VermontPublicRadio : Sex offenders sue to overturn expanded sex registry.
Two convicted sex offenders have gone to court to block the state from posting their names on the Internet.
The public posting is required under a new law that expands Vermont's sex offender registry.
But the lawsuit says the new registration requirements violate the offenders' rights. It says by making their names public, the state will punish the offenders again for a crime for which they've already done time.
The lawsuit was filed in Washington Superior Court. David Sleigh is a St. Johnsbury lawyer who filed the case on behalf of two Caledonia County men.
(Sleigh) "They have not been found to be predators; they don't present a general risk to anyone. And it seems to us unfortunate and wrong to all of a sudden put them, pictures, address, everything else, on the Internet and expose them to the opprobrium, and humiliation and perhaps vengeance that might attend that posting."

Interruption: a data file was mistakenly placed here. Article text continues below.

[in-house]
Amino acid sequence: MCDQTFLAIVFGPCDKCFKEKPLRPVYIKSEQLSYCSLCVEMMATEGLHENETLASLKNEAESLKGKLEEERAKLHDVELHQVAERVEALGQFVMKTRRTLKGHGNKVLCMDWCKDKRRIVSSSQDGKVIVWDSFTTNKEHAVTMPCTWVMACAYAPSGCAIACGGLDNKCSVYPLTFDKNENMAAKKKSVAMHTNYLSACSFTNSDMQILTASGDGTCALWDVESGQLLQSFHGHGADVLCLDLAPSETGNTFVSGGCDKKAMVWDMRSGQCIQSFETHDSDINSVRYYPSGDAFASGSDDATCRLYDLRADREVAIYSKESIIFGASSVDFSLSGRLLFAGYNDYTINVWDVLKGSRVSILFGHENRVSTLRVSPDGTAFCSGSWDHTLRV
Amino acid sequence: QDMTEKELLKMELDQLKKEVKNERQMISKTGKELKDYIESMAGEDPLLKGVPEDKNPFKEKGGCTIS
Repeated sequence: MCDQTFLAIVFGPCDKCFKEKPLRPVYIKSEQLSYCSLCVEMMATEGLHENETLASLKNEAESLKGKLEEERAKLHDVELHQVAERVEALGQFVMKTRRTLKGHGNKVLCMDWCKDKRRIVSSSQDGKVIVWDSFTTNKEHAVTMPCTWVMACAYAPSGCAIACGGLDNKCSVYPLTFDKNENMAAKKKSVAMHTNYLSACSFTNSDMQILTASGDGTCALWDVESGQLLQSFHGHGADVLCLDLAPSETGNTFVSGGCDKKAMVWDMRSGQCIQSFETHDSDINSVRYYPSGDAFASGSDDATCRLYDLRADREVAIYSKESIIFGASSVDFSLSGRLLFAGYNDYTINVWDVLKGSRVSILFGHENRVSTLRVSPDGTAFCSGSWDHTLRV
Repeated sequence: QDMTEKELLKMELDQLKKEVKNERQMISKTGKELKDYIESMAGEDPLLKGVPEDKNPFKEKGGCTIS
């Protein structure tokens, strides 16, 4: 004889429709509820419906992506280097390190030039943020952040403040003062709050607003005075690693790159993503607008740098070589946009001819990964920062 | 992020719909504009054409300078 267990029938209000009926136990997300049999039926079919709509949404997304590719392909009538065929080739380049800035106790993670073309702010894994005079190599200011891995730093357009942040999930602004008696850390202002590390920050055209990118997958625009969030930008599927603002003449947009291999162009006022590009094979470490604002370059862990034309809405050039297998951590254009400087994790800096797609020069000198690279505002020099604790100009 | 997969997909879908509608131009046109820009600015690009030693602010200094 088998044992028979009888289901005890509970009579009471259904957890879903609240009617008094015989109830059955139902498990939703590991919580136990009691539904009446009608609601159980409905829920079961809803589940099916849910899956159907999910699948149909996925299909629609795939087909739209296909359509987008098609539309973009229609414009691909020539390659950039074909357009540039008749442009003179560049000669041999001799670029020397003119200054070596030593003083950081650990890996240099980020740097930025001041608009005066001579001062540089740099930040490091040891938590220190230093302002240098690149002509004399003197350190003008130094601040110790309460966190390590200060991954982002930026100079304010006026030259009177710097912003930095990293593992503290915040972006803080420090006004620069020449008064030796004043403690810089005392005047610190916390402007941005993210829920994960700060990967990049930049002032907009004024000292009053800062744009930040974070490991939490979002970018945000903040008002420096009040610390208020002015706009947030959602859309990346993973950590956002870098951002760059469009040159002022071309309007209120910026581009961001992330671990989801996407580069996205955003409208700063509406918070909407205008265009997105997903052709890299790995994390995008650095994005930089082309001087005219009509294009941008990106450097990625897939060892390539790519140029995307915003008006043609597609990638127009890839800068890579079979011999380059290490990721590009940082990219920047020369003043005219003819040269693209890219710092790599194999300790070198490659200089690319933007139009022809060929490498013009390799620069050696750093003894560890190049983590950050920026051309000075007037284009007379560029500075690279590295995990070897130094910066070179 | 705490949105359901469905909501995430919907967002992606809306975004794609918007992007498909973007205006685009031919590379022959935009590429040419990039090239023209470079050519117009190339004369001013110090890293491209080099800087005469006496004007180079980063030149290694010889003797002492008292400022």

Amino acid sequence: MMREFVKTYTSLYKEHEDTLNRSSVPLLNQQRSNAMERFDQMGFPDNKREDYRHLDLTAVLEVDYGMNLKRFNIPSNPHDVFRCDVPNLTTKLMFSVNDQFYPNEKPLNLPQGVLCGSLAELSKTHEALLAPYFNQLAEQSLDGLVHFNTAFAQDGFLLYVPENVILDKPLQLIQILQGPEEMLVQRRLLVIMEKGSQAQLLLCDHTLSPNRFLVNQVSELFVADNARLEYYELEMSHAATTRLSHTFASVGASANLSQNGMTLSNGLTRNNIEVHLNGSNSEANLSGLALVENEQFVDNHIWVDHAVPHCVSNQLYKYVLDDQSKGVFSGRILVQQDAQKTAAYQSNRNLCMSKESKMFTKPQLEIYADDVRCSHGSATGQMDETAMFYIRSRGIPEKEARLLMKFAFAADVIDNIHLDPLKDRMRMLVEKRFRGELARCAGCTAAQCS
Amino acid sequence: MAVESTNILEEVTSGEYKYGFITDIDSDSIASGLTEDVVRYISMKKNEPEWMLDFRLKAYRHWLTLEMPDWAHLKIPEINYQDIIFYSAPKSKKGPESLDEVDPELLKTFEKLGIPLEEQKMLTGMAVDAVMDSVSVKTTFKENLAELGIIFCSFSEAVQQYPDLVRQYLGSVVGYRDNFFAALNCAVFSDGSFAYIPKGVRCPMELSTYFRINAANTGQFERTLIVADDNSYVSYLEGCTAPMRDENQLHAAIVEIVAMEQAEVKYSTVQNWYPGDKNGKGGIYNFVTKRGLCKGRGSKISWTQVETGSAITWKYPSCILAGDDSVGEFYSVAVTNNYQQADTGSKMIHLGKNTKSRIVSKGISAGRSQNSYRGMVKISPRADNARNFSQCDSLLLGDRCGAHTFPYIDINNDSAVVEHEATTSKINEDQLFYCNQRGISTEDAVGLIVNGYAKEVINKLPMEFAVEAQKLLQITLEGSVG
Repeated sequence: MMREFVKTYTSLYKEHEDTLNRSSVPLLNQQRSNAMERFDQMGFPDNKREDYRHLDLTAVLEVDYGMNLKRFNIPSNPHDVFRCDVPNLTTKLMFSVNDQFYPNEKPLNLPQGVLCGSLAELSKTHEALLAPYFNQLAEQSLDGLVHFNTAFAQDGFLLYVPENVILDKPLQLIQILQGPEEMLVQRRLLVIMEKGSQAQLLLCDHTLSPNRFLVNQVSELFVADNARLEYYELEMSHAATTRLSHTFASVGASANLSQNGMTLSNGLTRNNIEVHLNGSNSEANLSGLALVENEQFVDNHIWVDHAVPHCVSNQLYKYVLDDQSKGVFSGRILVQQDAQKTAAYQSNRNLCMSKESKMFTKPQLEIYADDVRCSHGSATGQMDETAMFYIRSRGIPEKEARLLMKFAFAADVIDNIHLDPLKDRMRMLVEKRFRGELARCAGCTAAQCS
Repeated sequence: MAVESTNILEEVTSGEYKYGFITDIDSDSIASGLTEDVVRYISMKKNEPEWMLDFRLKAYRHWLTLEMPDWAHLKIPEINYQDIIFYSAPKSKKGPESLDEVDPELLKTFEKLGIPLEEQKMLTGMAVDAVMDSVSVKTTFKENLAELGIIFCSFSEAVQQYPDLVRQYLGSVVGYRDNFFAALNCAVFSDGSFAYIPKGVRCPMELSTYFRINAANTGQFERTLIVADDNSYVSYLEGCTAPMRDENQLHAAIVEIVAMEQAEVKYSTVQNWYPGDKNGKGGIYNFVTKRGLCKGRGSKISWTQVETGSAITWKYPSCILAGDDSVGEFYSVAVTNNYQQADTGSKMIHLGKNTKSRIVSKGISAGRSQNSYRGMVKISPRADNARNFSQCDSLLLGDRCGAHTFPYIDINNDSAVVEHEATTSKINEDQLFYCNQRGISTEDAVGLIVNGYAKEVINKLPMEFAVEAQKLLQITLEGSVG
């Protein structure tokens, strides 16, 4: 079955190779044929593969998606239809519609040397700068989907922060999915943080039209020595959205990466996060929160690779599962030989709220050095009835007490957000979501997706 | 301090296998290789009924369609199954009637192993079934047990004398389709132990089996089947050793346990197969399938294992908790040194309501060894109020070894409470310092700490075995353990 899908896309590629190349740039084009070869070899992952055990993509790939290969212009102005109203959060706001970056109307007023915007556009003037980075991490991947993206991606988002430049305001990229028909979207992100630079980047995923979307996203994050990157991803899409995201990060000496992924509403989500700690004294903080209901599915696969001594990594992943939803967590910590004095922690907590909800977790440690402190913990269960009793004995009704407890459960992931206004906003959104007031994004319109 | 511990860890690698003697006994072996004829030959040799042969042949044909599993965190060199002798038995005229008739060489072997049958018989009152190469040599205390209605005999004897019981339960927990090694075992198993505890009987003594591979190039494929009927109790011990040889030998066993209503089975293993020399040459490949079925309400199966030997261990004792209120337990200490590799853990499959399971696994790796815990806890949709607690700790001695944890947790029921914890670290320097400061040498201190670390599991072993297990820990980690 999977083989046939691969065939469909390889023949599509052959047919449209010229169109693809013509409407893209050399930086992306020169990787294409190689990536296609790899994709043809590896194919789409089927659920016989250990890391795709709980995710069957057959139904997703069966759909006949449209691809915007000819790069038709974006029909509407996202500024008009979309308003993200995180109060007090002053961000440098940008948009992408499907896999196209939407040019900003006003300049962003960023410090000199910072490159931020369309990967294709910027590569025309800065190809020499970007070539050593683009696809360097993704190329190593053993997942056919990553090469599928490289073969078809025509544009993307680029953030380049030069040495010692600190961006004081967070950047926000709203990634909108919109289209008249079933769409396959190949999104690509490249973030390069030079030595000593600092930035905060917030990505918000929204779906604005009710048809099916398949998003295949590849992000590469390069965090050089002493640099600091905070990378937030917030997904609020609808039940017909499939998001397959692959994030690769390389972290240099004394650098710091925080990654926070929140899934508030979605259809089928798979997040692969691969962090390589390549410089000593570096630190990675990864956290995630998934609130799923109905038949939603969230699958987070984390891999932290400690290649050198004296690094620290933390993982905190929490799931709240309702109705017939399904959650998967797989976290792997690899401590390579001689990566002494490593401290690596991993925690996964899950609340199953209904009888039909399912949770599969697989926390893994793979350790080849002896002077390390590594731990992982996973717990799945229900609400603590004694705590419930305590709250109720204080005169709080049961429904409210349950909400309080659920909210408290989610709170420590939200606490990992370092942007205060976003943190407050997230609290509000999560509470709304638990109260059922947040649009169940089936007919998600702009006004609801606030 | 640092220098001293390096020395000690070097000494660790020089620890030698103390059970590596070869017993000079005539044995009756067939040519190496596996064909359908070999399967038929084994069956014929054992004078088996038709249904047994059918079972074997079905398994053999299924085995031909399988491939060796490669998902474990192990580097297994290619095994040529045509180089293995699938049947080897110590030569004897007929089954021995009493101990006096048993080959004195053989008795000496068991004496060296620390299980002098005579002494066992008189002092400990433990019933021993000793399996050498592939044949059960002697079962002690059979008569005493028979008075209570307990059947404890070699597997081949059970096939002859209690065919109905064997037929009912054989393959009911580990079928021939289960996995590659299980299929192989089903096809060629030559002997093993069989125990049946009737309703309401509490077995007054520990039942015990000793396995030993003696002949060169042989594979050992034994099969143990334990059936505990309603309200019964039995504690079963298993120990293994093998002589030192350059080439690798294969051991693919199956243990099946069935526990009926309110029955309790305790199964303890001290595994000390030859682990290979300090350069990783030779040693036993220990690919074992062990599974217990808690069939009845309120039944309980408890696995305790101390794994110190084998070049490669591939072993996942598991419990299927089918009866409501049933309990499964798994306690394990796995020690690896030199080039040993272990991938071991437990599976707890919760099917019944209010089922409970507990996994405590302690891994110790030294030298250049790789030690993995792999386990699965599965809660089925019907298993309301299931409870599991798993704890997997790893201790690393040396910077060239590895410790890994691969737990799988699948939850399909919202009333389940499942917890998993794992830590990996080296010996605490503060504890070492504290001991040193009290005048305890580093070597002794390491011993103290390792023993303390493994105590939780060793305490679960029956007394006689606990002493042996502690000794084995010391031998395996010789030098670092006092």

(Dillon) Sleigh said his clients were convicted in the 1990s - one in Massachusetts and the other in New Hampshire. He said both served their sentences and have been released from probation.
(Sleigh) "This constitutes additional punishment applied after the fact. And that's unconstitutional. Secondly, we've argued that this is a material change in the bargain that these two clients made, both of them entered plea agreements for certain consideration. Now years later there's an additional component of punishment that's being added."
(Sears) "They're not seen as punishment. Registry requirements are not seen as punishment. And I think that's the key issue. But there's always some concern when it's prospective, or after the person's already served their time."
(Dillon) But Attorney Sleigh said Supreme Courts in two states - Alaska and Indiana - have ruled that the retroactive registry requirements did constitute a form of additional punishment.